What’s truly astonishing is that so many people in his tribe took a view of “oh, well, we all sin, so what the hey” toward the whole thing. Some people sound like they were deeply hurt by these lies, but a lot of others seem ready to forgive and forget. Well, it’ll be hard to do that now that an oversight board in Australia has stripped Guglielmucci of all credentials. That will make it harder for him to get another church gig. My friend John doesn’t even know if he’s working now, much less if he’s working in a church capacity.
I can’t help but think how similar Guglielmucci sounds to people I knew in Christianity. I saw people exaggerate symptoms of diseases and injuries all the time and then say they were healed of them. Biff began his experience in Christianity with an “exorcism” and lied from the pulpit about stuff he’d seen and done.
I’m open to the idea of magical healing. However, I’ve never encountered even one actual objectively-real miracle.
That said, I’ve seen more frauds and lies from religious people than I can count. Every miracle claim I’ve ever investigated or seen investigated has turned out to be not-a-miracle at all.
A pity the Christian god doesn’t actually heal people of anything. If he did, then maybe there wouldn’t be quite so many stories like this from Christians. Maybe there wouldn’t be entire blogs devoted to exposing religious fraud.
How evangelical culture aided and enabled Michael Guglielmucci.
I’ve heard that Guglielmucci’s church’s culture has been blamed for creating an atmosphere where people were discouraged from thinking critically and were encouraged to just believe anything their leaders told them. But I don’t think the blame can be laid entirely at this one church’s feet. The entire culture is like that.
Any time a Christian speaks up against a questionable story, accusations of “divisiveness” get hurled at the speaker. And it sounds like this church’s culture was a lot worse than a lot of other ones; authoritarian structure and an intolerance for questions and challenges made it way too easy for “Pastor Mike” to prey upon those he wanted to deceive.
Given how unlikely it is that anybody will challenge a seriously questionable story, and given how much Christians reward the liars who can spin a good story, I’m not sure why anybody’s surprised that Christian liars turn up as often as they do. The entire religion teaches people to believe things that are unlikely–and their mythology is filled with stories of healing like that. Adults feed children thousands of years’ worth of magical thinking.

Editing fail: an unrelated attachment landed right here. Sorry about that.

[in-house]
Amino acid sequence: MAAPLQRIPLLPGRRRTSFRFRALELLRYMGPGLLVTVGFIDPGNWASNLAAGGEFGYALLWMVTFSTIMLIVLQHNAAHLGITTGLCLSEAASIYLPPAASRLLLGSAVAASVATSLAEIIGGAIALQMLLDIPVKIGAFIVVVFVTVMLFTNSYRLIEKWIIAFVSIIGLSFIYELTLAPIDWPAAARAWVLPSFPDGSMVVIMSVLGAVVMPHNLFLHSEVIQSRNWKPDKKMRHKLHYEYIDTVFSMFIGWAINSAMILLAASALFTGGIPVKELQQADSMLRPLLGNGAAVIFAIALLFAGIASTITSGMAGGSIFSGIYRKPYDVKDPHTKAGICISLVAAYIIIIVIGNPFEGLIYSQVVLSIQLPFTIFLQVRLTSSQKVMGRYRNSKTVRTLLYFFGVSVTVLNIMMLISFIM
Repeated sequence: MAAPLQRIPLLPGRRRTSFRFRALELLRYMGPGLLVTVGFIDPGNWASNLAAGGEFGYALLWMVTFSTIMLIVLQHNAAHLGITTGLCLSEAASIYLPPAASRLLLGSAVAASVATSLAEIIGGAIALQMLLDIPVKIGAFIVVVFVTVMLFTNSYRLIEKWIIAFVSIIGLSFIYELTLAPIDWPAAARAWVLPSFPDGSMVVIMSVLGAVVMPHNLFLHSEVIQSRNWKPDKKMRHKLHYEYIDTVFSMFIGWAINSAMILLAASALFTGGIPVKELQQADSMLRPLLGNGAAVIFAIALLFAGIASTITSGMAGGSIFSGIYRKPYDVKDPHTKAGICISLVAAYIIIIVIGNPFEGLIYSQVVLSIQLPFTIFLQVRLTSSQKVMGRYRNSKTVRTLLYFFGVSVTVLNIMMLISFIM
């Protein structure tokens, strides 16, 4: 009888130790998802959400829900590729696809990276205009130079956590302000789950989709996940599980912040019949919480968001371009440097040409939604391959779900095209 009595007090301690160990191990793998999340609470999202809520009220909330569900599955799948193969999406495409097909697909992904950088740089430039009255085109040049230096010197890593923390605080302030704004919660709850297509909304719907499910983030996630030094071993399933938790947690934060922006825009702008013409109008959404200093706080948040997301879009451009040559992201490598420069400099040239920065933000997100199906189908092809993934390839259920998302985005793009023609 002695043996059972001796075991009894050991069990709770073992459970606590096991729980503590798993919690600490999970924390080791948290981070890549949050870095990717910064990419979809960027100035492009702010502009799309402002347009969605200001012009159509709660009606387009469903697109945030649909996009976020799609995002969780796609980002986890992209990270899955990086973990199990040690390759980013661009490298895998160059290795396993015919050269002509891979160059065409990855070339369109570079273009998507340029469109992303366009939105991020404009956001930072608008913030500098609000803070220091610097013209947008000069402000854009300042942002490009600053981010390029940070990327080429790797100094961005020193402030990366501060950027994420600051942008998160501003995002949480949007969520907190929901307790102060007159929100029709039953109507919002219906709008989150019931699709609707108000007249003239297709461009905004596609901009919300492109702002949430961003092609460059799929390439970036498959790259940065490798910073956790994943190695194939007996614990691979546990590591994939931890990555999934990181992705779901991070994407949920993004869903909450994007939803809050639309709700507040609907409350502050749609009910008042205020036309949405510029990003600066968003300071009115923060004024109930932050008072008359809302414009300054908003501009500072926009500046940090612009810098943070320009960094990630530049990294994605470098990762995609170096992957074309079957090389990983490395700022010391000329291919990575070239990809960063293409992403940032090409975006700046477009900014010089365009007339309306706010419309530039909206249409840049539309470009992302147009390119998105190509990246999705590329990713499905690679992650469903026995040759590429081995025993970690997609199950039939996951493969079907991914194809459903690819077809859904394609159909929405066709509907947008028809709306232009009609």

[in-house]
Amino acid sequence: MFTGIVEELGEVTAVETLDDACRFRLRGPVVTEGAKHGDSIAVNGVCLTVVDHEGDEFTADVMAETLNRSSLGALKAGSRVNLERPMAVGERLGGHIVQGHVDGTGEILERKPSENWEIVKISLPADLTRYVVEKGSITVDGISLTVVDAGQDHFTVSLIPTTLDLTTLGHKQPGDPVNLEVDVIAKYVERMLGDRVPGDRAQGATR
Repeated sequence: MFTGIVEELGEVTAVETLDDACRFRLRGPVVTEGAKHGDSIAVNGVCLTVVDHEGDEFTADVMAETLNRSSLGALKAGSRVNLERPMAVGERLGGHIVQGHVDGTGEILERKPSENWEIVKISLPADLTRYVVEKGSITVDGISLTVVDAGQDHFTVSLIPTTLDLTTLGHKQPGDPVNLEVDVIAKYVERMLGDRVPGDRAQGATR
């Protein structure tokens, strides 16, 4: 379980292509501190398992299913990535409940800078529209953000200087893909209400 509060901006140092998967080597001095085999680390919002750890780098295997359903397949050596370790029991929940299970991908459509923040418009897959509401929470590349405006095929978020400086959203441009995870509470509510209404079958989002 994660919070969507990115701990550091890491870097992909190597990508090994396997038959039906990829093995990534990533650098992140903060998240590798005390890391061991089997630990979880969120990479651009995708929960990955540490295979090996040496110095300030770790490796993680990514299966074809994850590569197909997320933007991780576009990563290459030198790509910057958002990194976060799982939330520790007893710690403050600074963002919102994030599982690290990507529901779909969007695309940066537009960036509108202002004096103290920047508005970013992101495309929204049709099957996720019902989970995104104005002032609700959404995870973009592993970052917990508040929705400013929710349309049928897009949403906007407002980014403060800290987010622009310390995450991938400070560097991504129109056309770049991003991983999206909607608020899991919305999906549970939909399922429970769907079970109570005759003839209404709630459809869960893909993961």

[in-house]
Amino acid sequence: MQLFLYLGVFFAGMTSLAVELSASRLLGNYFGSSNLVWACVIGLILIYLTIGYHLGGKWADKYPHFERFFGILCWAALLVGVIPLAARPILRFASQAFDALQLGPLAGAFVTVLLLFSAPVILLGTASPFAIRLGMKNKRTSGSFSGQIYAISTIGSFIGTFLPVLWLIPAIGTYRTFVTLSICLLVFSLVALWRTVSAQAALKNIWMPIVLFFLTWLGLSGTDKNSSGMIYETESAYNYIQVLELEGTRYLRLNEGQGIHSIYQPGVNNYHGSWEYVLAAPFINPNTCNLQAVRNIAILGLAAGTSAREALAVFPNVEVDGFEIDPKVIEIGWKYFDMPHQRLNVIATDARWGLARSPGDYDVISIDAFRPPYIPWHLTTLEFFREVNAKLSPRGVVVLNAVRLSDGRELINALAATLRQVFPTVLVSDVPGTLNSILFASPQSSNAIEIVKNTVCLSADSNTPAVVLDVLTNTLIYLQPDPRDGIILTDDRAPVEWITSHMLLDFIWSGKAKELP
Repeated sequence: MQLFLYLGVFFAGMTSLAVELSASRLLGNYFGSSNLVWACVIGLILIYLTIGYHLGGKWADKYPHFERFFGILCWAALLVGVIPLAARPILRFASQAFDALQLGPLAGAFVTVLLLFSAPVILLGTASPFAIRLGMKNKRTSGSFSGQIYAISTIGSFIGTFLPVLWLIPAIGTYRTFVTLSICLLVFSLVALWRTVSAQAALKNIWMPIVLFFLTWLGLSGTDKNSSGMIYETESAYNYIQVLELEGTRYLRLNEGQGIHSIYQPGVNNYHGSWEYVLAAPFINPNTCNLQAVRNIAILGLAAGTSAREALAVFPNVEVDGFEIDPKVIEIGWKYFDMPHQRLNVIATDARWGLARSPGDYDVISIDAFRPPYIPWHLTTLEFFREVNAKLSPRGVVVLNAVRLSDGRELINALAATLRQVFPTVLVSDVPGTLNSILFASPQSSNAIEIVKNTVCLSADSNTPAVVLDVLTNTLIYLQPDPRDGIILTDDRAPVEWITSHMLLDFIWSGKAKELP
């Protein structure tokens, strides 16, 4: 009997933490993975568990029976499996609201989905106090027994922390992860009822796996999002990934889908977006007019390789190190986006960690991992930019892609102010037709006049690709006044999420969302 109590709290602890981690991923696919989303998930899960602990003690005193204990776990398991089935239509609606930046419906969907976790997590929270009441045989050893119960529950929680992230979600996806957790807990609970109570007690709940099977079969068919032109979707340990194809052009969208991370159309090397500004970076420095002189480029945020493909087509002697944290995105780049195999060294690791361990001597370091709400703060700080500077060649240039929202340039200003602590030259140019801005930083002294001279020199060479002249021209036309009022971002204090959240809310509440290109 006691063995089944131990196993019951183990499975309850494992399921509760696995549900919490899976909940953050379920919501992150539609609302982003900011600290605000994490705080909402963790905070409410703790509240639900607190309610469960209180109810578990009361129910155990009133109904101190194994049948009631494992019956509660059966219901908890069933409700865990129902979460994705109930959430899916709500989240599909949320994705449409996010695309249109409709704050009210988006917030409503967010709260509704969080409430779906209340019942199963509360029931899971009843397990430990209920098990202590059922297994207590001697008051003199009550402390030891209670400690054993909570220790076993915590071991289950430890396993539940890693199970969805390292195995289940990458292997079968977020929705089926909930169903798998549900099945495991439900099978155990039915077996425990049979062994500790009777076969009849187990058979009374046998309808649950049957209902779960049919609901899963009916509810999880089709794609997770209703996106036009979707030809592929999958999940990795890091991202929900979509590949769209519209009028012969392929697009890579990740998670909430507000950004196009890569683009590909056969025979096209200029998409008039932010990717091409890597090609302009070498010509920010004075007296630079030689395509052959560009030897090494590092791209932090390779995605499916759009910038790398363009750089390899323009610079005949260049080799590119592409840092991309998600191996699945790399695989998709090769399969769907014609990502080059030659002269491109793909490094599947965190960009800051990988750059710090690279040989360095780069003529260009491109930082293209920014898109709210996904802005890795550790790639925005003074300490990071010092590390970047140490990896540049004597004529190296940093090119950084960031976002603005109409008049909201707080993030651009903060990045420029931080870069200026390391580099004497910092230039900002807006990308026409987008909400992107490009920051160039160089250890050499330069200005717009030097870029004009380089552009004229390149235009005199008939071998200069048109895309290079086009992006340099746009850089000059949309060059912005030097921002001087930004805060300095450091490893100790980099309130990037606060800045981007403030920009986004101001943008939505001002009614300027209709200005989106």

Why it matters to challenge Christian claims.
That’s why it is important to me that when I hear questionable claims put forward, I challenge them and demand evidence for them. Nobody ever did that when I made claims as a Christian. I had to wonder where that evidence was for myself. And eventually, I did, but I’ve got to wonder what would have happened if someone had said right from the get-go: “Hey, Cas, I heard that story was an urban legend–are you sure it really happened?” or “Cas, Jack Chick makes a lot of unsubstantiated claims and buys into a lot of conspiracy theories. Is there some other source for that assertion?” Eventually I think it would have sunk in.
But instead, I had to do all that myself. My awakening took a lot longer than it could have, as a consequence.
Meanwhile, every single Christian fraud I see is just another bit of evidence that Christian claims are simply not tenable or credible. Indeed, one of the only really good things to come out of this story is that a great many Christians have realized a few important things about their religion’s church culture.
The important takeaways from the Michael Guglielmucci scandal.
First: All those visions and prophecies had been flat-out wrong.
That’s a big thing, folks. I know it seems small, but it’s HUGE. And we’ll talk more about why next time. For now, just know (if you’re not from a right-wing evangelical background) that it’s almost impossible to falsify a vision/prophecy. Christians always insist they’re from the Christian god himself. So if one turns out to be fake, that throws all similar claims into doubt.
Second: Yes, people lie in that religion.
Jesus isn’t changing anybody for the better. Bad people fish off those docks and they can be indistinguishable from the good people.
Third: yet another healing has turned out to be a fake.
How many fake healings will one of them need to see before wondering if any healings are real?
Fourth: the reaction of quite a few Christians–in real life as online–is telling.
We saw it in that Planetshaker Insider blog I’ve linked you to. Christians prefer to point fingers at the people raising these concerns and questions rather than at the guy who strung them along for two years and stole their money and sympathy under false pretenses and at the church culture that made it all possible.
The real damage that illness fakers do to Christianity’s credibility.
In the end, we should be paying attention to these Christian frauds. Not every cancer sufferer is lying, obviously. Quite a few aren’t. But before we donate our hard-earned money to them or go out of our way for them, we should be asking for evidence that it’s real.
In this world, there are a thousand thousand causes seeking our attention, our money, and our time. And unfortunately, for most of us this is a zero-sum game. Every bit we give to one claimant is that much less for someone else.
If Christians refused to give money and attention to people making a claim without verifying the truth of the claim first, then there would be a lot fewer liars tugging at their heartstrings. It’s that simple. They’ve created a system that allows predators and conjobs to thrive. And now they act just shocked–shocked!–that there are predators and conjobs among them.
My friend John ended up losing some money he’ll likely never see back because of the crocodile tears of Michael Guglielmucci. I’m not sure I could be as philosophical as he is about losing that money. I admire someone who can deal with irritations so gracefully.
That said, I guess there isn’t much else one can do at this point.
The good thing about a hard-won lesson is that those earning it remember it better. How many overly-trusting Christians do you suppose there are in the religion? How many leave in disgust after each big disappointment?
If Christians can’t figure this problem out in time, simple attrition will take care of what all the education and activism in the world couldn’t manage.
(On March 21, 2022, Cas tidied up this post.)